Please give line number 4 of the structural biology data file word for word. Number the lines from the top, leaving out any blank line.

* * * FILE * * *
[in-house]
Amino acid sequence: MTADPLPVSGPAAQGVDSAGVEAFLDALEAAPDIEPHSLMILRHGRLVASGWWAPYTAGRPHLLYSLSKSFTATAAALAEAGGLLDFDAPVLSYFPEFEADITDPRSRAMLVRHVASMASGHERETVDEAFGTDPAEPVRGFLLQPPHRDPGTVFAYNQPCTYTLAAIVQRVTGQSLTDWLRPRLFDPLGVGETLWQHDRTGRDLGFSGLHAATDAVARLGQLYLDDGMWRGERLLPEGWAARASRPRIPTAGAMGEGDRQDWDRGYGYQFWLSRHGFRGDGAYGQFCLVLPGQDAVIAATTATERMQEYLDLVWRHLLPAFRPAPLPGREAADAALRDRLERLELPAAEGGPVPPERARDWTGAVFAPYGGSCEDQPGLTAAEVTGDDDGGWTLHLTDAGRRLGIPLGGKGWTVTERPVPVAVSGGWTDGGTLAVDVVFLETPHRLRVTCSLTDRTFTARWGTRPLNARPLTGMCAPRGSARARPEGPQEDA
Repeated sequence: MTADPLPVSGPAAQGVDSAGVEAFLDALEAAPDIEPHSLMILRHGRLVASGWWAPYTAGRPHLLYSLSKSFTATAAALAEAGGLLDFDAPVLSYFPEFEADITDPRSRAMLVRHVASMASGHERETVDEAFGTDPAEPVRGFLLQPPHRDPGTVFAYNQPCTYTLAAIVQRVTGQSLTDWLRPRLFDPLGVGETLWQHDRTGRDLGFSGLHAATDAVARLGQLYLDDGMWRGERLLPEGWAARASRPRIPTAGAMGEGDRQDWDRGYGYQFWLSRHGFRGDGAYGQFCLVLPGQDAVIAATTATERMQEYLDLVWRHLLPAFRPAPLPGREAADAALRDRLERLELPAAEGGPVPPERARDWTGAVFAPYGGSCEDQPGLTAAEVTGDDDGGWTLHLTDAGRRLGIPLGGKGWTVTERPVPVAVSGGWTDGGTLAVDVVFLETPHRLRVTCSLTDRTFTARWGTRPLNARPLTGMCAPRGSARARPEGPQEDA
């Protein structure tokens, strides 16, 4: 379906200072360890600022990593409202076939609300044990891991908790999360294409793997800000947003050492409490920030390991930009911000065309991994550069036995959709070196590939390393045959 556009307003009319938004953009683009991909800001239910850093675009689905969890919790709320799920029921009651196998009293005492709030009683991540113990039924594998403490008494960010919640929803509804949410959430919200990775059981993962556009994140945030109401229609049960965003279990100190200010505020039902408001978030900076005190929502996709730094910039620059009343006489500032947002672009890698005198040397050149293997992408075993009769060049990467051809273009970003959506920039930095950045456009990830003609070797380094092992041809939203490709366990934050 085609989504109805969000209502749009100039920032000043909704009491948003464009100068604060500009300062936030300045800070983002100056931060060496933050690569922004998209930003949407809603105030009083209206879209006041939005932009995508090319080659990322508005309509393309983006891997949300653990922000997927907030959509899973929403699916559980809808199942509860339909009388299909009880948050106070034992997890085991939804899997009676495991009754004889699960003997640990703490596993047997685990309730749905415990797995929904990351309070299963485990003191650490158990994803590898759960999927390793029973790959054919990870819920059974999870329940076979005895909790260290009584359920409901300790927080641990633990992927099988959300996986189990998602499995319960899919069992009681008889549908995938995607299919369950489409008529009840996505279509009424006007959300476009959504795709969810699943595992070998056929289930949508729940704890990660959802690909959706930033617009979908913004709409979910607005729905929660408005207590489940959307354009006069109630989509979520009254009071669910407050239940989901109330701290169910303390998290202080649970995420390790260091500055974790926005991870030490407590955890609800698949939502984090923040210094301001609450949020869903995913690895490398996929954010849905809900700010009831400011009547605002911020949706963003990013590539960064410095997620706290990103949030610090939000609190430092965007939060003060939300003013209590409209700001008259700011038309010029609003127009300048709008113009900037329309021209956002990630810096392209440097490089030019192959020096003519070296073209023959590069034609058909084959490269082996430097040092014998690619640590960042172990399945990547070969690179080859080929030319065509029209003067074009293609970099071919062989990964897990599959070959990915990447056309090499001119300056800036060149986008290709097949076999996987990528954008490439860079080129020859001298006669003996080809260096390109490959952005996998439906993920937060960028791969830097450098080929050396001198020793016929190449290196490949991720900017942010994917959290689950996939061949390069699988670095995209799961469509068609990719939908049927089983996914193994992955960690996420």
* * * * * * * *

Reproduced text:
């Protein structure tokens, strides 16, 4: 379906200072360890600022990593409202076939609300044990891991908790999360294409793997800000947003050492409490920030390991930009911000065309991994550069036995959709070196590939390393045959 556009307003009319938004953009683009991909800001239910850093675009689905969890919790709320799920029921009651196998009293005492709030009683991540113990039924594998403490008494960010919640929803509804949410959430919200990775059981993962556009994140945030109401229609049960965003279990100190200010505020039902408001978030900076005190929502996709730094910039620059009343006489500032947002672009890698005198040397050149293997992408075993009769060049990467051809273009970003959506920039930095950045456009990830003609070797380094092992041809939203490709366990934050 085609989504109805969000209502749009100039920032000043909704009491948003464009100068604060500009300062936030300045800070983002100056931060060496933050690569922004998209930003949407809603105030009083209206879209006041939005932009995508090319080659990322508005309509393309983006891997949300653990922000997927907030959509899973929403699916559980809808199942509860339909009388299909009880948050106070034992997890085991939804899997009676495991009754004889699960003997640990703490596993047997685990309730749905415990797995929904990351309070299963485990003191650490158990994803590898759960999927390793029973790959054919990870819920059974999870329940076979005895909790260290009584359920409901300790927080641990633990992927099988959300996986189990998602499995319960899919069992009681008889549908995938995607299919369950489409008529009840996505279509009424006007959300476009959504795709969810699943595992070998056929289930949508729940704890990660959802690909959706930033617009979908913004709409979910607005729905929660408005207590489940959307354009006069109630989509979520009254009071669910407050239940989901109330701290169910303390998290202080649970995420390790260091500055974790926005991870030490407590955890609800698949939502984090923040210094301001609450949020869903995913690895490398996929954010849905809900700010009831400011009547605002911020949706963003990013590539960064410095997620706290990103949030610090939000609190430092965007939060003060939300003013209590409209700001008259700011038309010029609003127009300048709008113009900037329309021209956002990630810096392209440097490089030019192959020096003519070296073209023959590069034609058909084959490269082996430097040092014998690619640590960042172990399945990547070969690179080859080929030319065509029209003067074009293609970099071919062989990964897990599959070959990915990447056309090499001119300056800036060149986008290709097949076999996987990528954008490439860079080129020859001298006669003996080809260096390109490959952005996998439906993920937060960028791969830097450098080929050396001198020793016929190449290196490949991720900017942010994917959290689950996939061949390069699988670095995209799961469509068609990719939908049927089983996914193994992955960690996420």